Ducks have a lot of down feathers per square inch compared to other birds, and this extra layer of protection in conjunction with their waterproof outer layer and intense body heat traps an envelope of warm air against them.
Just like you wearing that parka in the example above, this layer of warm air prevents heat loss from the duck’s body.
In fact, this duck down is so effective it has long been used as insulation in clothing, comforters, and all kinds of things.
They Keep Moving
When ducks are sitting out on the water holding still or gliding along serenely, they only look like they are at rest.
Just beneath the water’s surface, it is a frenzy of activity in the form of furious paddling! This constant movement helps ducks to stay warm by generating heat through muscle activity.
In addition, it also helps speed the circulation of warmed blood throughout their bodies.
When the water gets too cold for even this to help, ducks will often huddle together in a group to share body heat and keep each other warm.
Ducks’ Have a Special Circulatory System
Perhaps the most remarkable cold weather adaptation ducks have is their circulatory system.
If ducks could be said to have a weak spot in their cold weather defense, it is their feet and legs. There are no feathers there, after all!
So to help them stay warm in icy waters, ducks have a biological countercurrent heat exchange system.
This means that the veins and arteries in their legs are arranged in such a way that the blood always stays at least warm.
This is accomplished by the fact that the arteries carrying warm blood to the extremities are located on the outside of the veins returning cooled blood.
In other words, as the cooled blood returns from a duck’s feet, it is warmed up by the incoming blood headed to the feet.
The result is that less net heat is lost through a duck’s feet despite having little insulation, and by keeping them warmer it allows them to swim for long periods in water that would be too cold for other animals.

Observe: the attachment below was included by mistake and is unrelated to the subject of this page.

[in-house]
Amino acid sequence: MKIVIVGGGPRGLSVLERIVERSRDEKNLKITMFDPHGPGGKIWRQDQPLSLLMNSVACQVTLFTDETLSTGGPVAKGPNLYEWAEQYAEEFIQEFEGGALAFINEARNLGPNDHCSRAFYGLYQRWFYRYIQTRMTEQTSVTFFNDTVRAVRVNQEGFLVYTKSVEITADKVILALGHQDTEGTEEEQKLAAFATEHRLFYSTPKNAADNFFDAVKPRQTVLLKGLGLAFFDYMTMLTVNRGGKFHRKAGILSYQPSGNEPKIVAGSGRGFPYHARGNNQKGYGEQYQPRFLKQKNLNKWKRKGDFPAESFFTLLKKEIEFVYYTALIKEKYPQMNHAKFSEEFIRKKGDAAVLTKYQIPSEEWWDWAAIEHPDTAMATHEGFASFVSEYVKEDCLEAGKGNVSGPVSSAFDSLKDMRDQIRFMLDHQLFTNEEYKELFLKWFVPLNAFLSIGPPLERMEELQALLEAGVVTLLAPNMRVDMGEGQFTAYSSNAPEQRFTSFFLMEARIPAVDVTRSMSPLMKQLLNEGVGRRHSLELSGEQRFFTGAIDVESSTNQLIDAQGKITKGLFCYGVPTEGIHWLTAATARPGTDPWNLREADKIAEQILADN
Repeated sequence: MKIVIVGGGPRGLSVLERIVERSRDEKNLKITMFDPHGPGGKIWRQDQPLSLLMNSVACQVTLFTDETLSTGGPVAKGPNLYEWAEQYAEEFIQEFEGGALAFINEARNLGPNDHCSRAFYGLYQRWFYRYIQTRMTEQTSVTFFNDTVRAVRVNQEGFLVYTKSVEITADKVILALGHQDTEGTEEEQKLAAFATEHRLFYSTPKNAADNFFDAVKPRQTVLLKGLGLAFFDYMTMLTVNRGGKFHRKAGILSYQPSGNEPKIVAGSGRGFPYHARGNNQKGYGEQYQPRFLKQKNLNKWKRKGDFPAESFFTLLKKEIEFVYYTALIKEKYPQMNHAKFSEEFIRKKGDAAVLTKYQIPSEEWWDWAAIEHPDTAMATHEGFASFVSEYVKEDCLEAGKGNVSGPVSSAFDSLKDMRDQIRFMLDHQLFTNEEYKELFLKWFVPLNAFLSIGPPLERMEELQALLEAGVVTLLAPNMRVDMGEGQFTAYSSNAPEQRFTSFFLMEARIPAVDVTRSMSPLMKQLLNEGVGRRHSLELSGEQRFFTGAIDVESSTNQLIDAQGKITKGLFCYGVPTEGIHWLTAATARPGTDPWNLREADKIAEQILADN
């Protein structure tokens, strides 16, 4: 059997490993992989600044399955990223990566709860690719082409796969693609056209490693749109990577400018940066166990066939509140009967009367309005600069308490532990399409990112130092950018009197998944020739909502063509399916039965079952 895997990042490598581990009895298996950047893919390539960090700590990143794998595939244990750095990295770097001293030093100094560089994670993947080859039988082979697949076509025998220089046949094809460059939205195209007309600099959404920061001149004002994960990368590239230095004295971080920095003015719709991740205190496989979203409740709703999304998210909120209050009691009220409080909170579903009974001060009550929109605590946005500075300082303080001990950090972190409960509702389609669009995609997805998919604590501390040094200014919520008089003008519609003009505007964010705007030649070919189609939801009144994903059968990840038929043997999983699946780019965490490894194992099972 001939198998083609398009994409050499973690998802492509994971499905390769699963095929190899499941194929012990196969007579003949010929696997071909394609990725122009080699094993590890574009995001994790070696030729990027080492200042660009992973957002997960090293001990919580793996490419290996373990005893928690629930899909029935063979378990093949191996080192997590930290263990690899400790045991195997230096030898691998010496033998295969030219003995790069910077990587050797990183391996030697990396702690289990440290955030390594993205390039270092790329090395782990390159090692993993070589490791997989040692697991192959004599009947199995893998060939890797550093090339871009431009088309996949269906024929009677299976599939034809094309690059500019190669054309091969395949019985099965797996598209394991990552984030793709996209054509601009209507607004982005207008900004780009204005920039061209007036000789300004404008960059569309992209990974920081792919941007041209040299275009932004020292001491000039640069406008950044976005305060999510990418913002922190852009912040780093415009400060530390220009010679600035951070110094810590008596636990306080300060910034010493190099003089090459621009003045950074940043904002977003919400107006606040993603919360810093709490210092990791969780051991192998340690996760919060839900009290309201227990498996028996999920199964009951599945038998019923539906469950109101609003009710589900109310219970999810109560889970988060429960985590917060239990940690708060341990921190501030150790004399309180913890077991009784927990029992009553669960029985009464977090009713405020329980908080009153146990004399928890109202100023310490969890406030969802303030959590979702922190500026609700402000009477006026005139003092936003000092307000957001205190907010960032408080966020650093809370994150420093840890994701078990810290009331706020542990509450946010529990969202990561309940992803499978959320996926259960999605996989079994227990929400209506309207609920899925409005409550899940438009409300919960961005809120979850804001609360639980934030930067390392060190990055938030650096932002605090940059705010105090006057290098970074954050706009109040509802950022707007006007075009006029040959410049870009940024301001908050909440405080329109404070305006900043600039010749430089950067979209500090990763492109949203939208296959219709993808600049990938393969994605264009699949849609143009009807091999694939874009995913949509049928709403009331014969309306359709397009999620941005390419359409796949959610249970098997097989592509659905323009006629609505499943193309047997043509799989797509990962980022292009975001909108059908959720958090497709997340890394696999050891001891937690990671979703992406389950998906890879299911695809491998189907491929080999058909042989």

Ducks Need “Warming Feed” in the Winter
If you own ducks, you should make it a point to provide them with warming feed in the winter or in any period of prolonged cold.
Warming feed is simply a higher quality feed that contains more nutrients to help ducks generate more body heat.
A good rule of thumb is to switch to warming feed when the temperature first dips below freezing and to continue feeding it until it warms up again in the spring.
Don’t Let Your Ducks Stay Exposed to Cold for No Reason
All these adaptations make ducks extremely well-suited to surviving in cold temperatures, both in the water and on land. But that does not mean they don’t appreciate a nice, warm shelter and protection from the elements.
Ducks kept as pets or for egg production should always have access to a warm, dry place to go when they want to get out of the cold. This can be an enclosed porch, a shed, or even a spacious coop.
Especially when they have plenty of food and somewhere to go to get out of the cold and wind, ducks will usually fare just fine even in frigid conditions.
Tom has built and remodeled homes, generated his own electricity, grown his own food and more, all in quest of remaining as independent of society as possible. Now he shares his experiences and hard-earned lessons with readers around the country.